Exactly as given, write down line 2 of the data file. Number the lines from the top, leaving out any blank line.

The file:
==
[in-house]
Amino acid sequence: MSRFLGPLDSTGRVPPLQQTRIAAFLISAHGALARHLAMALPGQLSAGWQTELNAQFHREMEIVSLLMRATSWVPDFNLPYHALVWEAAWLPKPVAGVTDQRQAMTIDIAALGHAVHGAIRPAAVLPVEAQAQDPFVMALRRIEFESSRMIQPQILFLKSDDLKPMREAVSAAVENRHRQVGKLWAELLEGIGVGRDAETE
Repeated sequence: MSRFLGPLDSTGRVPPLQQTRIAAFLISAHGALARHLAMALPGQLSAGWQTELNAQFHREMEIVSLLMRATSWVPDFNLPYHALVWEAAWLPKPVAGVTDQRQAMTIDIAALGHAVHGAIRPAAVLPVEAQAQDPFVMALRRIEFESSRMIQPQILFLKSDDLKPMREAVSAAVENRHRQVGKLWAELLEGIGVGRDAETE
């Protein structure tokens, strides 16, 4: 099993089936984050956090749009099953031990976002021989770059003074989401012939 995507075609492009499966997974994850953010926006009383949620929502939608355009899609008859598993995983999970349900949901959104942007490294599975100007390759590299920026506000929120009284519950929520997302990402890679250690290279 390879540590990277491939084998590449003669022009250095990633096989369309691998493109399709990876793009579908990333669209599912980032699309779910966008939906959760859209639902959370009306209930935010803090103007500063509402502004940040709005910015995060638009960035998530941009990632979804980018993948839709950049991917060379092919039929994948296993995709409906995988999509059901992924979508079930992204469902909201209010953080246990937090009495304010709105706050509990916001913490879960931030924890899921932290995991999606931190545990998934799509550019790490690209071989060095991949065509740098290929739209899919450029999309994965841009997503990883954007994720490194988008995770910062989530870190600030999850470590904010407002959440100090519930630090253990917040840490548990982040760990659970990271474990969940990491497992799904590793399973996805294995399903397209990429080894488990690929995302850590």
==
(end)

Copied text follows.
Amino acid sequence: MSRFLGPLDSTGRVPPLQQTRIAAFLISAHGALARHLAMALPGQLSAGWQTELNAQFHREMEIVSLLMRATSWVPDFNLPYHALVWEAAWLPKPVAGVTDQRQAMTIDIAALGHAVHGAIRPAAVLPVEAQAQDPFVMALRRIEFESSRMIQPQILFLKSDDLKPMREAVSAAVENRHRQVGKLWAELLEGIGVGRDAETE